Combinatorics, Probability and Computing


Point–Line Incidences in Space

MICHA SHARIR a1a2 1 and EMO WELZL a3 2
a1 School of Computer Science, Tel Aviv University, Tel-Aviv 69978, Israel
a2 Courant Institute of Mathematical Sciences, New York University, New York, NY 10012, USA (e-mail:
a3 Institut für Theoretische Informatik, ETH Zürich, CH-8092 Zürich, Switzerland (e-mail:

Article author query
sharir m   [Google Scholar] 
welzl e   [Google Scholar] 


Given a set $L$ of $n$ lines in ${\mathbb R}^3$, joints are points in ${\mathbb R}^3$ that are incident to at least three non-coplanar lines in $L$. We show that there are at most $O(n^{5/3})$ incidences between $L$ and the set of its joints.

This result leads to related questions about incidences between $L$ and a set $P$ of $m$ points in ${\mathbb R}^3$. First, we associate with every point $p \in P$ the minimum number of planes it takes to cover all lines incident to $p$. Then the sum of these numbers is at most \[ O\big(m^{4/7}n^{5/7}+m+n\big).\] Second, if each line forms a fixed given non-zero angle with the $xy$-plane – we say the lines are equally inclined – then the number of (real) incidences is at most \[ O\big(\min\big\{m^{3/4}n^{1/2}\kappa(m),\ m^{4/7}n^{5/7}\big\} + m + n\big) , \] where $\kappa(m) \,{=}\, (\log m)^{O(\alpha^2(m))}$, and $\alpha(m)$ is the slowly growing inverse Ackermann function. These bounds are smaller than the tight Szemerédi–Trotter bound for point–line incidences in $\reals^2$, unless both bounds are linear. They are the first results of this type on incidences between points and $1$-dimensional objects in $\reals^3$. This research was stimulated by a question raised by G. Elekes.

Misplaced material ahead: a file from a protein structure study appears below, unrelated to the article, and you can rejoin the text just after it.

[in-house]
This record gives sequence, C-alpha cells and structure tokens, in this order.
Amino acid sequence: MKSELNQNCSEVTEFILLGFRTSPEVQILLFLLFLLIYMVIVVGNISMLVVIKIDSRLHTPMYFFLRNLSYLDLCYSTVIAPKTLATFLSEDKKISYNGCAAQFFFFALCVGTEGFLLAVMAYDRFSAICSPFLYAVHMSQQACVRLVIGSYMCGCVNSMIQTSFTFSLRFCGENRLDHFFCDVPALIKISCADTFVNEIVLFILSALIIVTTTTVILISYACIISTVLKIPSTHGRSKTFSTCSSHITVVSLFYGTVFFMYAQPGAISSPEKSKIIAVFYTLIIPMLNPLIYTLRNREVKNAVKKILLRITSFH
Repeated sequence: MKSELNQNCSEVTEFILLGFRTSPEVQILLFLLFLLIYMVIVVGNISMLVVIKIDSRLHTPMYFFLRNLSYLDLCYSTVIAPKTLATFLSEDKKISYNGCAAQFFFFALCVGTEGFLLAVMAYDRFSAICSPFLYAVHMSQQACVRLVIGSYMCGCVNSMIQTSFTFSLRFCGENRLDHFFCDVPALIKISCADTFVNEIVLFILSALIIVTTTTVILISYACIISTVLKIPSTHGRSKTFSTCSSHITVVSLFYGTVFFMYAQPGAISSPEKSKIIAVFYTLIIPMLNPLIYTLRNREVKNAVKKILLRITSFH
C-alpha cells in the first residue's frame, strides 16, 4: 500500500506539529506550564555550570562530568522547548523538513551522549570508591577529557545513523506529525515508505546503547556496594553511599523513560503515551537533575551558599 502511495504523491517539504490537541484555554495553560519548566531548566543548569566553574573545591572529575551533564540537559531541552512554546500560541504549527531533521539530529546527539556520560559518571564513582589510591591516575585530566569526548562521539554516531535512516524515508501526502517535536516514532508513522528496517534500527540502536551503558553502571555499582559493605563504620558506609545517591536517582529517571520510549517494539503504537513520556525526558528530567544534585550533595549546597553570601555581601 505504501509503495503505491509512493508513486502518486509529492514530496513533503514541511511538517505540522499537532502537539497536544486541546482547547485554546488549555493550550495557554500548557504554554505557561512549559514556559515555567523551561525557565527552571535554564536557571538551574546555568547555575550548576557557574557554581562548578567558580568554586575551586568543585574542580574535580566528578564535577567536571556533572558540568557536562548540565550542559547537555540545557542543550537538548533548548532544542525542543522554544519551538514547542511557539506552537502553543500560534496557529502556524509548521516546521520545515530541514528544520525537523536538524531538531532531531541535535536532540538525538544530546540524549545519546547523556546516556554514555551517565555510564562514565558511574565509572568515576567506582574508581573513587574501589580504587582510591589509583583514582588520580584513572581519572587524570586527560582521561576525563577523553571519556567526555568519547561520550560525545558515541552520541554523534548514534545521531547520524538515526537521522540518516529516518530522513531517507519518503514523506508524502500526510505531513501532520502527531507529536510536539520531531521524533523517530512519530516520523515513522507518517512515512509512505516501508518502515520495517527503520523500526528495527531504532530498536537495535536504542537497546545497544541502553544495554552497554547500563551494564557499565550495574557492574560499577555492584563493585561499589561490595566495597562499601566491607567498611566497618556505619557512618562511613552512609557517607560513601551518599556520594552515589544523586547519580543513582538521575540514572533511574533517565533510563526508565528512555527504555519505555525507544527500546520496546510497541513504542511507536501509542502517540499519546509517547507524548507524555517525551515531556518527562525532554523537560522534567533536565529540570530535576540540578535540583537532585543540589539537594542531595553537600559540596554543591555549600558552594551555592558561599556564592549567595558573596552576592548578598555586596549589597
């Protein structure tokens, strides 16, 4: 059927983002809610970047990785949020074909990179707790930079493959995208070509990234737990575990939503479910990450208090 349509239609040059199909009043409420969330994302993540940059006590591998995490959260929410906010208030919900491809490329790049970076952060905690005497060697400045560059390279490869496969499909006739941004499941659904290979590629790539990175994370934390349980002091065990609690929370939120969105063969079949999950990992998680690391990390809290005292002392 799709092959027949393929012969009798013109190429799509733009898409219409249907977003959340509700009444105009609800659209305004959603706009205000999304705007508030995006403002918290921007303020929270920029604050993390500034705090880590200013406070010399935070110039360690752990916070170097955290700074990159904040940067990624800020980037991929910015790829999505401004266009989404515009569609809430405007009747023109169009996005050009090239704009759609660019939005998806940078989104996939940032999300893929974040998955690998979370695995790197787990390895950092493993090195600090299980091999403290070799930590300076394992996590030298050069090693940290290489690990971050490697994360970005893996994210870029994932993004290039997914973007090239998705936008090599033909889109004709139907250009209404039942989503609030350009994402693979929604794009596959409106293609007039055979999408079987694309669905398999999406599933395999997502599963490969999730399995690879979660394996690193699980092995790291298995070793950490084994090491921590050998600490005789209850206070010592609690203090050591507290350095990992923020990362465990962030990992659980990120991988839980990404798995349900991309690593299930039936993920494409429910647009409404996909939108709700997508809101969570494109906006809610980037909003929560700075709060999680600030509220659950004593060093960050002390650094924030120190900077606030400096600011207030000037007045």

(Published Online March 3 2004)
(Received July 2 2002)
(Revised April 12 2003)


1 Work on this paper by Micha Sharir was supported by NSF Grants CCR-97-32101 and CCR-00-98246, by a grant from the US–Israeli Binational Science Foundation, by a grant from the Israel Science Fund (for a Center of Excellence in Geometric Computing), and by the Hermann Minkowski–MINERVA Center for Geometry at Tel Aviv University. Part of the work was done when Micha Sharir visited ETH Zürich in the Spring of 2001.

2 A preliminary version of this paper appeared in Proc. 18th Ann. ACM Symp. on Comput. Geometry (2002), pp. 107–115.